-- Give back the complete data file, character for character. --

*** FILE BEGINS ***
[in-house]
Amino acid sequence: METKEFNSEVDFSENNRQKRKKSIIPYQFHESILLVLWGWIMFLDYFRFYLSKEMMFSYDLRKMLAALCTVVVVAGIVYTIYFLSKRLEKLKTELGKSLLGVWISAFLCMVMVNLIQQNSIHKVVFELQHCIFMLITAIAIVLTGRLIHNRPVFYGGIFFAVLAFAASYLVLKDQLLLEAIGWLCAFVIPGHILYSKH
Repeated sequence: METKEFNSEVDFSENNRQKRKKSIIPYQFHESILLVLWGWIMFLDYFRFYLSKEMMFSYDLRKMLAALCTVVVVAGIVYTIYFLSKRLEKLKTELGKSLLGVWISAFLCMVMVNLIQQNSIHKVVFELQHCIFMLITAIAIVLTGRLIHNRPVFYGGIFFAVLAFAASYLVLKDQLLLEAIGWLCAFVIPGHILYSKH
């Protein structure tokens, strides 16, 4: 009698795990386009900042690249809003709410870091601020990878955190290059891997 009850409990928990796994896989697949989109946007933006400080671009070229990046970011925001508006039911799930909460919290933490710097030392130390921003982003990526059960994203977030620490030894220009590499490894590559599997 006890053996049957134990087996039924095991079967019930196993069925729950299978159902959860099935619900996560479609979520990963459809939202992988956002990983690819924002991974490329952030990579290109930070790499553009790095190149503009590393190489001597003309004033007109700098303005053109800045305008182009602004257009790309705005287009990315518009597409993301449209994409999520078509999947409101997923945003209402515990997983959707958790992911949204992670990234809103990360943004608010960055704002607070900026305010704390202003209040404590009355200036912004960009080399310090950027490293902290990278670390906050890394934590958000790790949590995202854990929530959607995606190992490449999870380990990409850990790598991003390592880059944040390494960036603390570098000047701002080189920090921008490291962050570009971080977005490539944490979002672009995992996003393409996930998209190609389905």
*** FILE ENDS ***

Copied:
[in-house]
Amino acid sequence: METKEFNSEVDFSENNRQKRKKSIIPYQFHESILLVLWGWIMFLDYFRFYLSKEMMFSYDLRKMLAALCTVVVVAGIVYTIYFLSKRLEKLKTELGKSLLGVWISAFLCMVMVNLIQQNSIHKVVFELQHCIFMLITAIAIVLTGRLIHNRPVFYGGIFFAVLAFAASYLVLKDQLLLEAIGWLCAFVIPGHILYSKH
Repeated sequence: METKEFNSEVDFSENNRQKRKKSIIPYQFHESILLVLWGWIMFLDYFRFYLSKEMMFSYDLRKMLAALCTVVVVAGIVYTIYFLSKRLEKLKTELGKSLLGVWISAFLCMVMVNLIQQNSIHKVVFELQHCIFMLITAIAIVLTGRLIHNRPVFYGGIFFAVLAFAASYLVLKDQLLLEAIGWLCAFVIPGHILYSKH
């Protein structure tokens, strides 16, 4: 009698795990386009900042690249809003709410870091601020990878955190290059891997 009850409990928990796994896989697949989109946007933006400080671009070229990046970011925001508006039911799930909460919290933490710097030392130390921003982003990526059960994203977030620490030894220009590499490894590559599997 006890053996049957134990087996039924095991079967019930196993069925729950299978159902959860099935619900996560479609979520990963459809939202992988956002990983690819924002991974490329952030990579290109930070790499553009790095190149503009590393190489001597003309004033007109700098303005053109800045305008182009602004257009790309705005287009990315518009597409993301449209994409999520078509999947409101997923945003209402515990997983959707958790992911949204992670990234809103990360943004608010960055704002607070900026305010704390202003209040404590009355200036912004960009080399310090950027490293902290990278670390906050890394934590958000790790949590995202854990929530959607995606190992490449999870380990990409850990790598991003390592880059944040390494960036603390570098000047701002080189920090921008490291962050570009971080977005490539944490979002672009995992996003393409996930998209190609389905």